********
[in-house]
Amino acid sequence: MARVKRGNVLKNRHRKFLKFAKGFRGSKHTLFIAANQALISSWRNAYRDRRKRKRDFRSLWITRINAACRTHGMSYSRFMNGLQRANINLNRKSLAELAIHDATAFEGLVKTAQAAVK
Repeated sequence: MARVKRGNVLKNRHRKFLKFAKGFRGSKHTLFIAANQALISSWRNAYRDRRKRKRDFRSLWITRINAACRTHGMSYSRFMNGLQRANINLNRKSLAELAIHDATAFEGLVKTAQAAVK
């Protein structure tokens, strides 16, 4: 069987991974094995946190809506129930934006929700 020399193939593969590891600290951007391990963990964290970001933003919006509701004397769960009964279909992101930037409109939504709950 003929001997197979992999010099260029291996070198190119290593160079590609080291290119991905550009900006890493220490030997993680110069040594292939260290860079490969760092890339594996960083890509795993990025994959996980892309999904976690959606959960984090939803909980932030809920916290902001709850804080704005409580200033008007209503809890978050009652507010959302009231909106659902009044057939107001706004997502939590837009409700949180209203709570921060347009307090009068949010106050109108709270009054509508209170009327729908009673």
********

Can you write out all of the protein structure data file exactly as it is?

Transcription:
[in-house]
Amino acid sequence: MARVKRGNVLKNRHRKFLKFAKGFRGSKHTLFIAANQALISSWRNAYRDRRKRKRDFRSLWITRINAACRTHGMSYSRFMNGLQRANINLNRKSLAELAIHDATAFEGLVKTAQAAVK
Repeated sequence: MARVKRGNVLKNRHRKFLKFAKGFRGSKHTLFIAANQALISSWRNAYRDRRKRKRDFRSLWITRINAACRTHGMSYSRFMNGLQRANINLNRKSLAELAIHDATAFEGLVKTAQAAVK
């Protein structure tokens, strides 16, 4: 069987991974094995946190809506129930934006929700 020399193939593969590891600290951007391990963990964290970001933003919006509701004397769960009964279909992101930037409109939504709950 003929001997197979992999010099260029291996070198190119290593160079590609080291290119991905550009900006890493220490030997993680110069040594292939260290860079490969760092890339594996960083890509795993990025994959996980892309999904976690959606959960984090939803909980932030809920916290902001709850804080704005409580200033008007209503809890978050009652507010959302009231909106659902009044057939107001706004997502939590837009409700949180209203709570921060347009307090009068949010106050109108709270009054509508209170009327729908009673």